Jen made herself "safe" on a handy nearby bolt to keep working on the massive cluster behind the boulder more comfortably, and Mark came down the rappel to try to pull the tails out from above. Slowly, slowly, first one loop came out, and then another and another, until the rest of the ropes were free. This whole debarcle took more than 20 minutes - a long enough time when you're thinking the only other solution is to cut the ropes.

Next time? Lowering the ropes like this was dangerous and stupid - far too much risk that the ropes would get caught and jammed above the abseiler. The lesson has been learned and we'll never do it again!

(On a side note, we completed the rest of the abseils the usual coil-and-throw method. Unluckily, the ropes then proceeded to get caught twice more as we pulled the rope down behind us, with the very end of it getting snagged around something about 20m above the belay. So someone would have to climb up and rescue it. There was now no way in hell we were making that train. It was not our day, really.)

Envers des Aiguilles

"Unsettled" and "chance of storm" means "don't stay in a tent" - well, for us anyway!

And this being the Alps, there is no shortage of refuges and huts where you can stay inside, warm and dry, whilst someone else cooks you dinner. There's usually a few games and packs of cards lying around to while away an evening, as well as maps and local guidebooks to suss out routes (if you haven't done so already). Oh, and a large number of other climbers to chat to, too! So it all sounds pretty good to us.

This is all budget dependant of course, as they're not cheap - if you ever wondered if the membership of your local alpine club was useful, here's your answer: affiliated clubs get you a fat discount.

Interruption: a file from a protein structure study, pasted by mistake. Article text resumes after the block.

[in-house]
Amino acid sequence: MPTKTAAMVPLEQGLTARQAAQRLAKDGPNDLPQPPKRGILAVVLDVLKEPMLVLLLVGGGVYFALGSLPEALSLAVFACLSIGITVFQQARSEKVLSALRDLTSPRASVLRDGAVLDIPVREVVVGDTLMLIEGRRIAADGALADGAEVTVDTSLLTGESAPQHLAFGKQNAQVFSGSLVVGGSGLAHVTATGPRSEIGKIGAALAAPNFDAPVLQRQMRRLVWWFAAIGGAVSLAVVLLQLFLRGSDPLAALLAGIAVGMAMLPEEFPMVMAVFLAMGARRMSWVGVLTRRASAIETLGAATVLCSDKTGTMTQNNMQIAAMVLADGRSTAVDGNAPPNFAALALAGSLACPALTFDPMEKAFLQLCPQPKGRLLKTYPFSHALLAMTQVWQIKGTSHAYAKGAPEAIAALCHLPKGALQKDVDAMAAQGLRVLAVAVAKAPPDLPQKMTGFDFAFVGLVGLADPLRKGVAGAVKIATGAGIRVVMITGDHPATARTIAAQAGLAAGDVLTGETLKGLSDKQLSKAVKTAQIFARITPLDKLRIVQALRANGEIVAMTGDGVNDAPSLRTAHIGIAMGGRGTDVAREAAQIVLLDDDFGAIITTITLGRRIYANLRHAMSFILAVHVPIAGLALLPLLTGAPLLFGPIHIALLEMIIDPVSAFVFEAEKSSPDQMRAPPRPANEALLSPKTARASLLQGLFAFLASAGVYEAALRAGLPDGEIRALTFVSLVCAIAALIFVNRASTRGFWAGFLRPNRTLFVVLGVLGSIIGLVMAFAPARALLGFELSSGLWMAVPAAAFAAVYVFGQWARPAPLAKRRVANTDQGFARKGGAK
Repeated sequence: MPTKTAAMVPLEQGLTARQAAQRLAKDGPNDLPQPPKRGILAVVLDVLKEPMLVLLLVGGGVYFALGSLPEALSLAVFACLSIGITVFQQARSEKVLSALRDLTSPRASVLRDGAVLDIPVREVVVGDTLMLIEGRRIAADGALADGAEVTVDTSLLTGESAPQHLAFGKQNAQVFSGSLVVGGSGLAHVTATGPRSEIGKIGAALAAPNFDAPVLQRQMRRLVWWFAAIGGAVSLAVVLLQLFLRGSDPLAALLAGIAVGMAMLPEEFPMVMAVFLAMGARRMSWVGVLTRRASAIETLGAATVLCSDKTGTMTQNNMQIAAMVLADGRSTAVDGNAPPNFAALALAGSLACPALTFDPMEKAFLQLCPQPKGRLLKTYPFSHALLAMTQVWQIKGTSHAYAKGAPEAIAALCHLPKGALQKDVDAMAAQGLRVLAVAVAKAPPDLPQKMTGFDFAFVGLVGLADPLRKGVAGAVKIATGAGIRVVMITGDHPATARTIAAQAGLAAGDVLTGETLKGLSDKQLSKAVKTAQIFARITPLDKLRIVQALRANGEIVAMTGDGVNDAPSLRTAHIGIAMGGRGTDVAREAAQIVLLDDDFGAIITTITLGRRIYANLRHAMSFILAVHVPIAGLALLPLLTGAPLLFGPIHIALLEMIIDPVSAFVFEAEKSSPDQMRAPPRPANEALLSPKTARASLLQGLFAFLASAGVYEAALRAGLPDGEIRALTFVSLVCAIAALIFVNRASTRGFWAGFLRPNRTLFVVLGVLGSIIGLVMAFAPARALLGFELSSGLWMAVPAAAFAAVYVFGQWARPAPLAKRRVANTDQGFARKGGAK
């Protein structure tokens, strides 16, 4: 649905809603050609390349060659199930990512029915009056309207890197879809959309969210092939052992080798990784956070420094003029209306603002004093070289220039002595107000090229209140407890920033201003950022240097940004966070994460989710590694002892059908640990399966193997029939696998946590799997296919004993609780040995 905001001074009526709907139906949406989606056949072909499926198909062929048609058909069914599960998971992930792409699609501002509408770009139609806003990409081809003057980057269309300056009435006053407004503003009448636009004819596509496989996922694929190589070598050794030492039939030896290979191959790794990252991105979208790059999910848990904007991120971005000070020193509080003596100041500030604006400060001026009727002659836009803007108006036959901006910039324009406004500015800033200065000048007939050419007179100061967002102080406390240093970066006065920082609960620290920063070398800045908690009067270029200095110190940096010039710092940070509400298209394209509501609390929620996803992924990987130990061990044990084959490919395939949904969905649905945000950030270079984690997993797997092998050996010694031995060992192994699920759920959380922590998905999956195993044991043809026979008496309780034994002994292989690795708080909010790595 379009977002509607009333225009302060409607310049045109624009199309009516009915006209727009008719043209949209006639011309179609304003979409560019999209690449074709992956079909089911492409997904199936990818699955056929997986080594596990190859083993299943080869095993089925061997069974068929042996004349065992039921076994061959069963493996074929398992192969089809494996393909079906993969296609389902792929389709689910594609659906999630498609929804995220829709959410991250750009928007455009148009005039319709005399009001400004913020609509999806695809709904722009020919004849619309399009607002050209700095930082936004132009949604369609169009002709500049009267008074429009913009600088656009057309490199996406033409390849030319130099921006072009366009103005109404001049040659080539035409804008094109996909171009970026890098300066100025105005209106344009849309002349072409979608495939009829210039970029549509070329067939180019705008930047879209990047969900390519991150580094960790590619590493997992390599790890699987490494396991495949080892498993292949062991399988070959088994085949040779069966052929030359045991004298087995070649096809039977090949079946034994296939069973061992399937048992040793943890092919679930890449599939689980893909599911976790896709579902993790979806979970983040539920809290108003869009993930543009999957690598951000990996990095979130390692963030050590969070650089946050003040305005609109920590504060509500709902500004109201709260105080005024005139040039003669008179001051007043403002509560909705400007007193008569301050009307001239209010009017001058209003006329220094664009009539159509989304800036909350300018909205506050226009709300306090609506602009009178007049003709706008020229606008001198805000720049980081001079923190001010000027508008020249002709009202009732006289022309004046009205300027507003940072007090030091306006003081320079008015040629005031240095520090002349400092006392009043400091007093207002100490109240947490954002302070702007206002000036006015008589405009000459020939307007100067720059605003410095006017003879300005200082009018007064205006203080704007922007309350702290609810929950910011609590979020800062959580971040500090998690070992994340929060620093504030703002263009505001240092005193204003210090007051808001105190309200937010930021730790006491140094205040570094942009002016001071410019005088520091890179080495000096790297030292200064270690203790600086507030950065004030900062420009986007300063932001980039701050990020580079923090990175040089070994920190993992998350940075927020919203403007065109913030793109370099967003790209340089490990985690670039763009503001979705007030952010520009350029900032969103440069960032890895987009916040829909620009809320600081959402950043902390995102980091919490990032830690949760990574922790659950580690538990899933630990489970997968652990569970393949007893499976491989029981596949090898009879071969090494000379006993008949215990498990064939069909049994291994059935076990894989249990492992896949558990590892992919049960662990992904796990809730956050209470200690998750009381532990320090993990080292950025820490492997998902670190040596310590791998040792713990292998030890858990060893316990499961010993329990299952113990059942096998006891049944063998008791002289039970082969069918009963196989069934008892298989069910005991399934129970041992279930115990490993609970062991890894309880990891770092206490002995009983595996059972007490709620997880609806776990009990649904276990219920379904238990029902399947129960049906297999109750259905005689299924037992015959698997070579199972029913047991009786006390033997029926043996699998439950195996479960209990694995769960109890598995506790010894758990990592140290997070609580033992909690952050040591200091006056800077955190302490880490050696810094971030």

But huts and their wardens differ dramatically. We've heard stories of places that charge E50 a night, and then even more for food. Of hut wardens being fired for not letting people sit and shelter from a storm in the main living area (well, not without buying something - apparently these ain't a community service!). And if the hut is anywhere near a popular, easy alpine ascent - be prepared to be woken up at 1:30am as everyone else in the room noisily gears up to start their uphill trudging.

However, Envers des Aiguilles gets the thumbs up from us. It's not just the chic Club Alpine Francais tableware, the helpful wardenesses and the aloof resident cat - it's the fact you can cook inside if you're staying there (a bargain for members at E11.50 a night without food).

And for us, we love it most of all due to the massive skillet of crispy skinned chicken - served when we came in cold and hungry, after having a bitch of a time with ropes getting jammed on rappel. Thanks girls!

Tuesday, 3 August 2010

Did you know ...?

That if the visibility is really bad, the cablecar from Aiguille du Midi to Pointe Helbronner is FREE?!

But considering the conditions, we just caught the elevator up to the top platform at the Midi station - and this was also free.

Shame we couldn't actually see anything!

Monday, 2 August 2010

Bivvy Mornings